Here you'll find an overview of the types of work commercial lawyers do and what working life as a graduate here is like.
The work of a commercial law firm can be divided into two main types: transactional and contentious.
Working for clients
Lawyers at City law firms generally work in teams of between two and ten on any project with tasks allocated according to experience and with the work of junior lawyers supervised by more senior ones.
There are frequent discussions and some collaborative exercises, but a significant amount of time is spent writing or reviewing legal documents.
Lawyers usually won't start from scratch but will instead use previously used documents or a firm template as a starting point. They'll make sure that the document accomplishes its stated legal purpose, and that its terms are in accordance with their client's instructions and in the client's best interests.
As a junior lawyer, you'll start on small supporting documents and work up to the more important ones, which are often hundreds of pages long with footnotes, tables and appendices. Partners will focus on shaping the most important sections of the key documents.
Some of the rest of your time will be spent in meetings or conference calls with clients or other lawyers. You'll also spend a part of your day on emails.
Junior lawyers often also keep track of the multiple documents and correspondence on a deal or dispute for the rest of the team.
In addition, you might do some work for pro bono clients.
Other parts of the job
All lawyers are required to complete a certain amount of training every year, which could be internal or external.
You may also get involved in marketing, drafting briefing notes for clients on changes in the law, or helping a partner write an article.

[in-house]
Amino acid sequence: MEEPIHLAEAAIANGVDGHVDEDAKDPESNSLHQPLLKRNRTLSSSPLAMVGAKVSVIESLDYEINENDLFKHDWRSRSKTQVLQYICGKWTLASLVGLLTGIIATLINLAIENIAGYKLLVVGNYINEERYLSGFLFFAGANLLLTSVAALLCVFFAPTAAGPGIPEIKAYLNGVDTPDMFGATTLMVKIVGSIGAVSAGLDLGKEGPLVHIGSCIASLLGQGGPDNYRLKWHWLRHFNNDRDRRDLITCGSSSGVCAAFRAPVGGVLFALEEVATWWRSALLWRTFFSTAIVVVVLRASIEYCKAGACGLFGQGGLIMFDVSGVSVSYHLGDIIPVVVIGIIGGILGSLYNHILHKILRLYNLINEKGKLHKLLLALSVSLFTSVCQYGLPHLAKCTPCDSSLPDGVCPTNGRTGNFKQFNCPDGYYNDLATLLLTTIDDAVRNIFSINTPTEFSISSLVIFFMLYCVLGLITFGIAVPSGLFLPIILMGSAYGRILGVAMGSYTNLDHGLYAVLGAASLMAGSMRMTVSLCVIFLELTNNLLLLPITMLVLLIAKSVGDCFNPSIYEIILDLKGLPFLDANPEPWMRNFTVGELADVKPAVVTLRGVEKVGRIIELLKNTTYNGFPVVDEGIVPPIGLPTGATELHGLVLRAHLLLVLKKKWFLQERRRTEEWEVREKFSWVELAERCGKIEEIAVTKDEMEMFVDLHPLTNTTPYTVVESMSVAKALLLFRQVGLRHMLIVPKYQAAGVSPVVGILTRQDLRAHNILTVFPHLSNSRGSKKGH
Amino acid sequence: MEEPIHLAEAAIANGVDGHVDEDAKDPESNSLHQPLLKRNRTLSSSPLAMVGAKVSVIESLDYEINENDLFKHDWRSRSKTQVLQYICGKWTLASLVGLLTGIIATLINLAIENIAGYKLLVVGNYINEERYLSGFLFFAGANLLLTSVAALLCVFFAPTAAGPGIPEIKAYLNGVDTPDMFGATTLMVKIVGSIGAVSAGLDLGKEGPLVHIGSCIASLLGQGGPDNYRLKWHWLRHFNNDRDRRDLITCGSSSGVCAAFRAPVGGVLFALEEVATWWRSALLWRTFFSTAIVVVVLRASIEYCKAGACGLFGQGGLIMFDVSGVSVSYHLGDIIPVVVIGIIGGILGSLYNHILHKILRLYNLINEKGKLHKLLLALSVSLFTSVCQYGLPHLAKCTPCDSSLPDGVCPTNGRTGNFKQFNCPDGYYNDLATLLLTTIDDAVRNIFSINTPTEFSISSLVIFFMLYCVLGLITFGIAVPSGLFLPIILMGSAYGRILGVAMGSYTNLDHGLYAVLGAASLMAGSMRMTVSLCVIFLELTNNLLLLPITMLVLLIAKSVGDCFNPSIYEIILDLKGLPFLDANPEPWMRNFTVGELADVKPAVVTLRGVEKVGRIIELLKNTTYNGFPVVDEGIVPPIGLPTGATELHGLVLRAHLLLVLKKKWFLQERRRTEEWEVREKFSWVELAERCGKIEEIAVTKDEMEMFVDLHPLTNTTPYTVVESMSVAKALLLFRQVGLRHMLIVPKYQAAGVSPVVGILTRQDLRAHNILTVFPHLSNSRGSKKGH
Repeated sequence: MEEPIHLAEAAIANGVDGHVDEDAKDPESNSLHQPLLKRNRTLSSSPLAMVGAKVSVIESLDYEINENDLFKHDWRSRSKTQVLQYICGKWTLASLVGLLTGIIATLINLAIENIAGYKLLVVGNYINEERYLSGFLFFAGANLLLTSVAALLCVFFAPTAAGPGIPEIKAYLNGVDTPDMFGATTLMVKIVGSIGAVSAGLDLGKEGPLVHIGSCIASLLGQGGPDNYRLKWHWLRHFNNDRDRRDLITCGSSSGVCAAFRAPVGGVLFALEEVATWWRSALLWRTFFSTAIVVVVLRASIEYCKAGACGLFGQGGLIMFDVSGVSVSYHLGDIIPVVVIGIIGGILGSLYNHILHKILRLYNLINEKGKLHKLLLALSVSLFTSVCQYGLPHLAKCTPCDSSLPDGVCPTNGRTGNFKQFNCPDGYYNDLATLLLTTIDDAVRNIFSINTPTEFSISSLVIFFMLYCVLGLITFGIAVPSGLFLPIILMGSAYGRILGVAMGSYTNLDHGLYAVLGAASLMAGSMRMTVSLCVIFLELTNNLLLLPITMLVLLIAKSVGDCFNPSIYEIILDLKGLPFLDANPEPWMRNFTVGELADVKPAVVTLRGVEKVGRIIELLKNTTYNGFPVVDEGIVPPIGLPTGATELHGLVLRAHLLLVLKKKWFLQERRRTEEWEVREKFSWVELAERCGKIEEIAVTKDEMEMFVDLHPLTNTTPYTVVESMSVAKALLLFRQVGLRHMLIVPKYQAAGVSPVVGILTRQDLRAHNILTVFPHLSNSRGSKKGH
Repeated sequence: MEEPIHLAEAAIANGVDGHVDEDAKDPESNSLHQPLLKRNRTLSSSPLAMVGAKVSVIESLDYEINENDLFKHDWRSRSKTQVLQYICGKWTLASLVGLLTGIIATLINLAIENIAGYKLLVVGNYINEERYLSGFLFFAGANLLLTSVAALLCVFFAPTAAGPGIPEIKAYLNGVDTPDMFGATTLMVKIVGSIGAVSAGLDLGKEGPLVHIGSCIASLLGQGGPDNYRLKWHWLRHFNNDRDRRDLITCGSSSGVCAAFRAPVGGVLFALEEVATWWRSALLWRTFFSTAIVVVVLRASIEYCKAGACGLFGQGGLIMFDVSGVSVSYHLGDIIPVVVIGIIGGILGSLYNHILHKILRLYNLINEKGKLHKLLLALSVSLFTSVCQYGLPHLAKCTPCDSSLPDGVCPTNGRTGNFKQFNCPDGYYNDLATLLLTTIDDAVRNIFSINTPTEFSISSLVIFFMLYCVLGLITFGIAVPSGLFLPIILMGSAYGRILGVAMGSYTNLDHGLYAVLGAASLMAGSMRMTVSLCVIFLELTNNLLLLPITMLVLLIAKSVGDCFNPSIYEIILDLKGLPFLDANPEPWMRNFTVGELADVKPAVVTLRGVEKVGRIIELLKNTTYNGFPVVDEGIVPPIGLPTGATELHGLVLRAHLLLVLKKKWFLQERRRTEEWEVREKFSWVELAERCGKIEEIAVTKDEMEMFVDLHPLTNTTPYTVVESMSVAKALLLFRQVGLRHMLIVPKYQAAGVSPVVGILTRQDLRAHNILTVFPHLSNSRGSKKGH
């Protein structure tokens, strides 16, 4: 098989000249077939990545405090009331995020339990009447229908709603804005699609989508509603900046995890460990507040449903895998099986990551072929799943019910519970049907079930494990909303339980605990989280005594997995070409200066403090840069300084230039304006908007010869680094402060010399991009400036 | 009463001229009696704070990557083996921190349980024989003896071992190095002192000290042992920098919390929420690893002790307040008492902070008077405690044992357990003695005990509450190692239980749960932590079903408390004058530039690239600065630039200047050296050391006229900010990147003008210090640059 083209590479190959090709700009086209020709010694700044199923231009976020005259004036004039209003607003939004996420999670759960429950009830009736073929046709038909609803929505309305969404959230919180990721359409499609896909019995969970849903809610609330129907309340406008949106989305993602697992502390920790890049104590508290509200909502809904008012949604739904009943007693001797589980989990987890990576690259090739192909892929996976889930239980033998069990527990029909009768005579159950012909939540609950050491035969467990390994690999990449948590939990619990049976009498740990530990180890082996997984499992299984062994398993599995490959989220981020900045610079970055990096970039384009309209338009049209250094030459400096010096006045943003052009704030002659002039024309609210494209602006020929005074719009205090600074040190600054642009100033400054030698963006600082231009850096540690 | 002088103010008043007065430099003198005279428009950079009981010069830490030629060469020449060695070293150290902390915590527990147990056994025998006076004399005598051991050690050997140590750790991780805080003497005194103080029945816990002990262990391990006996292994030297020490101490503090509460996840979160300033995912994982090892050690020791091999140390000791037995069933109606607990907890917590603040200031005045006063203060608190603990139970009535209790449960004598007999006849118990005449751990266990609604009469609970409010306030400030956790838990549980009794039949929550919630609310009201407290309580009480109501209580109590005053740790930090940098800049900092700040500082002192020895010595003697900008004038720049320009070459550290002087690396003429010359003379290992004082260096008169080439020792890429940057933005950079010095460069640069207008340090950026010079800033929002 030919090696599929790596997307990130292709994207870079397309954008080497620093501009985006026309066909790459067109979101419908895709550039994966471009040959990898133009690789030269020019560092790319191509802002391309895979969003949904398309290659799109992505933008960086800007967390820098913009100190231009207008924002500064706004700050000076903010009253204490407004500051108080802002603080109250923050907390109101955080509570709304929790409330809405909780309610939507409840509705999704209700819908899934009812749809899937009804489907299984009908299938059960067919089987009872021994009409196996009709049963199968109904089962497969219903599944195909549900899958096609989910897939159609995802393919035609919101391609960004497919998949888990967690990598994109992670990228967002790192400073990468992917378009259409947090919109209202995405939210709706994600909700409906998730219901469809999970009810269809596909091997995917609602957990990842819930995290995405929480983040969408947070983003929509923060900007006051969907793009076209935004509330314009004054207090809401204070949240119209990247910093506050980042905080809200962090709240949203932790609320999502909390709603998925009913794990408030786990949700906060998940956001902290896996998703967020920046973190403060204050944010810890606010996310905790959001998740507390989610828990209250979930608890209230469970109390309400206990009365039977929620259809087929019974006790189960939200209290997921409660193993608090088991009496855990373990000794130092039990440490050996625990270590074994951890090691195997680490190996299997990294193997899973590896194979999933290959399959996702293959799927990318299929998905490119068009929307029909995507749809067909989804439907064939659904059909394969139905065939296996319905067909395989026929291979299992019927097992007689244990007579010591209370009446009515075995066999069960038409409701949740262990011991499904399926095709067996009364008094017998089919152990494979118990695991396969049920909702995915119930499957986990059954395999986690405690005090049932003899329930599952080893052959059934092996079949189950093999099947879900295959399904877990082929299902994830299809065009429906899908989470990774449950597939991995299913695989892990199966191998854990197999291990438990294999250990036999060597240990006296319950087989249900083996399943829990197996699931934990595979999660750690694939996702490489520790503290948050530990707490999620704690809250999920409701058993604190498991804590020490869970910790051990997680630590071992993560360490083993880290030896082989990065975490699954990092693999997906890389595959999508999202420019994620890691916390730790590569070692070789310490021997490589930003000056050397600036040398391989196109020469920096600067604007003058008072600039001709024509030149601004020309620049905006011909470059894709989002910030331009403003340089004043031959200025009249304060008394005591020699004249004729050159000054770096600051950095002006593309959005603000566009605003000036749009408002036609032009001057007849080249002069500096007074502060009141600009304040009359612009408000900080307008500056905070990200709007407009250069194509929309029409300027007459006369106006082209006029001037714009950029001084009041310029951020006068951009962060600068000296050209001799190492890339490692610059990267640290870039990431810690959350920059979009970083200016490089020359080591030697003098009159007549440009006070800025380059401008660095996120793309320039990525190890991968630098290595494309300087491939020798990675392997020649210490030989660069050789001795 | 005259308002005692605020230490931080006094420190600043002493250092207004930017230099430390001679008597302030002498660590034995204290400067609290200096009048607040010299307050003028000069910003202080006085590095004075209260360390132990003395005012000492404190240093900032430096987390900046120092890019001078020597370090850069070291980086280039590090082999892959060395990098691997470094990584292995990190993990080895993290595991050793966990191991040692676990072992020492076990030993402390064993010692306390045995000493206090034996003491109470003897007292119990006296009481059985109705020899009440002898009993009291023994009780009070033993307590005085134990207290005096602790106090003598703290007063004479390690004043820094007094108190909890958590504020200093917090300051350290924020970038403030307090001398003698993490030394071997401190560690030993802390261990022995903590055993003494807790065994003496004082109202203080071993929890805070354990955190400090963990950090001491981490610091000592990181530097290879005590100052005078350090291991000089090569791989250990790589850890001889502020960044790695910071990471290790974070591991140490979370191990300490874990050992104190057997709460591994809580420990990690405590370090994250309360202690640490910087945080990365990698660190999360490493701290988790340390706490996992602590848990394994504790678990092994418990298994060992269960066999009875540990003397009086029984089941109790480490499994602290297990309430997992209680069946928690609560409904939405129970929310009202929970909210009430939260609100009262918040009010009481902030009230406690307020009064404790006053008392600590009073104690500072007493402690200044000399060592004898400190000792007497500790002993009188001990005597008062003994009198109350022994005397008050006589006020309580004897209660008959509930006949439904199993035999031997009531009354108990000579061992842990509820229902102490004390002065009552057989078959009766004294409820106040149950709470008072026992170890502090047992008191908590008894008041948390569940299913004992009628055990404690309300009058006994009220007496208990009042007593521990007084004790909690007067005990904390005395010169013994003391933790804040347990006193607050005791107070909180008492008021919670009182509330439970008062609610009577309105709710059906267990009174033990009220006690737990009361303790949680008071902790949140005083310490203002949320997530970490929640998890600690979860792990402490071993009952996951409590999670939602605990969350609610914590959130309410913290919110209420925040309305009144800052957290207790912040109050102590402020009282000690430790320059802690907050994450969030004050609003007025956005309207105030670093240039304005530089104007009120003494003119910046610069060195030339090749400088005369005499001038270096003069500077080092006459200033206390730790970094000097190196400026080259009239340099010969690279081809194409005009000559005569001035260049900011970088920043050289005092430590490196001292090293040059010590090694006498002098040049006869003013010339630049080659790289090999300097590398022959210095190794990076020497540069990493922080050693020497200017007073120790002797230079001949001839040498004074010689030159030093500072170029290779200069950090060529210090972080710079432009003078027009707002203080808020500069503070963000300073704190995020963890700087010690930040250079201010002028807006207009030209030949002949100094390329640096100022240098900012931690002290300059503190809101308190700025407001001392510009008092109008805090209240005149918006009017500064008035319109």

Lawyers also entertain clients, typically at lunches and drinks, though some firms have branched out into golf days, film screenings and family activities.
You'll also be invited to firm or department social events, and perhaps even away-days or weekends.
Both transactional and contentious lawyers are likely to work long hours at a large commercial firm.
Because work on business deals is often urgent and unpredictable, transactional lawyers tend to alternate between frantic and quiet periods, at very short notice.
Contentious lawyers tend to work in accordance with set court timetables so are able to predict more easily when busy periods will occur and will find their work more evenly spread out.
Lawyers tend to work in two or three-desk offices rather than in open plan environments.
Each office usually houses lawyers of significantly different levels of experience so that junior lawyers have a mentor and senior lawyers easy access to junior assistance.
Working in offices enables lawyers to close their door for confidential phone conversations and to ensure they're not disturbed when they need to concentrate on difficult work.
However, most firms pride themselves on their "open door" policy, and you'll generally find most office doors ajar at least.
Lawyers' offices tend to be grouped around an open-plan area with secretaries. All lawyers are allocated a secretary who helps them with word-processing, printing, photocopying and filing, and sends out post and takes phone messages.
The building will also contain meeting rooms, used for client meetings, document signings, and any other functions involving people outside the firm.
You'll also usually find a canteen providing food all day and sometimes round the clock. Some firms offer gyms, shops, dentists, bars and even sleeping pods!